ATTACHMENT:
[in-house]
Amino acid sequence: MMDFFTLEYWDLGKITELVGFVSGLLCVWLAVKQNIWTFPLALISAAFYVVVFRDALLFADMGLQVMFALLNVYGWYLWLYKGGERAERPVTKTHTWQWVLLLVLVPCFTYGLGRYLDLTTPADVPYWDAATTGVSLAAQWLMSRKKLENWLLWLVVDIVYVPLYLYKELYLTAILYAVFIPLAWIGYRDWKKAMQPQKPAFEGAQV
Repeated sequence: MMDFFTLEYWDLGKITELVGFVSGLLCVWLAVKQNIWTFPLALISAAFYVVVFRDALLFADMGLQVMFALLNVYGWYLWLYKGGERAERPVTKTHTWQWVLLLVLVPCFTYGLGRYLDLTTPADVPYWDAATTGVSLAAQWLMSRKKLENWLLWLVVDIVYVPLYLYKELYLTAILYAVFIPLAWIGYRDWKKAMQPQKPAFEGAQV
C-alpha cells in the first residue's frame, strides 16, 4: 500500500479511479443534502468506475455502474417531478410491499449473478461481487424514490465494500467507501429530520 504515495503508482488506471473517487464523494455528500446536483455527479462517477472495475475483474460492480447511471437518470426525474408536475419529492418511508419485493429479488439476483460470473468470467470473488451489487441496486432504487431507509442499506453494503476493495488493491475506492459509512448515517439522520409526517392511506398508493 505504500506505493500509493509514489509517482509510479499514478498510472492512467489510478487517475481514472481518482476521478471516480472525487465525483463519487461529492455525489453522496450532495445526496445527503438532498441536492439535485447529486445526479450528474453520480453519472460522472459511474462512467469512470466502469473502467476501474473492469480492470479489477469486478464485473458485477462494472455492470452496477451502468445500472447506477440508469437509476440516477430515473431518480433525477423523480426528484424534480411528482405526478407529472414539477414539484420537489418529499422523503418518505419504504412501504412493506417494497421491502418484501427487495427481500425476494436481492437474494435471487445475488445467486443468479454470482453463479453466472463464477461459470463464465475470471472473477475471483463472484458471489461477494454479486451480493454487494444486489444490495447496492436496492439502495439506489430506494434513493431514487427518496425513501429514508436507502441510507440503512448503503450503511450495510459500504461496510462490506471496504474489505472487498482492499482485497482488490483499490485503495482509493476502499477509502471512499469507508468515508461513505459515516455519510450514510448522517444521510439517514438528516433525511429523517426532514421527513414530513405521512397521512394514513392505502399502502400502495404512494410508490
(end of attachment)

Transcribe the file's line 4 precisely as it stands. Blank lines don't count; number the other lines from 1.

C-alpha cells in the first residue's frame, strides 16, 4: 500500500479511479443534502468506475455502474417531478410491499449473478461481487424514490465494500467507501429530520 504515495503508482488506471473517487464523494455528500446536483455527479462517477472495475475483474460492480447511471437518470426525474408536475419529492418511508419485493429479488439476483460470473468470467470473488451489487441496486432504487431507509442499506453494503476493495488493491475506492459509512448515517439522520409526517392511506398508493 505504500506505493500509493509514489509517482509510479499514478498510472492512467489510478487517475481514472481518482476521478471516480472525487465525483463519487461529492455525489453522496450532495445526496445527503438532498441536492439535485447529486445526479450528474453520480453519472460522472459511474462512467469512470466502469473502467476501474473492469480492470479489477469486478464485473458485477462494472455492470452496477451502468445500472447506477440508469437509476440516477430515473431518480433525477423523480426528484424534480411528482405526478407529472414539477414539484420537489418529499422523503418518505419504504412501504412493506417494497421491502418484501427487495427481500425476494436481492437474494435471487445475488445467486443468479454470482453463479453466472463464477461459470463464465475470471472473477475471483463472484458471489461477494454479486451480493454487494444486489444490495447496492436496492439502495439506489430506494434513493431514487427518496425513501429514508436507502441510507440503512448503503450503511450495510459500504461496510462490506471496504474489505472487498482492499482485497482488490483499490485503495482509493476502499477509502471512499469507508468515508461513505459515516455519510450514510448522517444521510439517514438528516433525511429523517426532514421527513414530513405521512397521512394514513392505502399502502400502495404512494410508490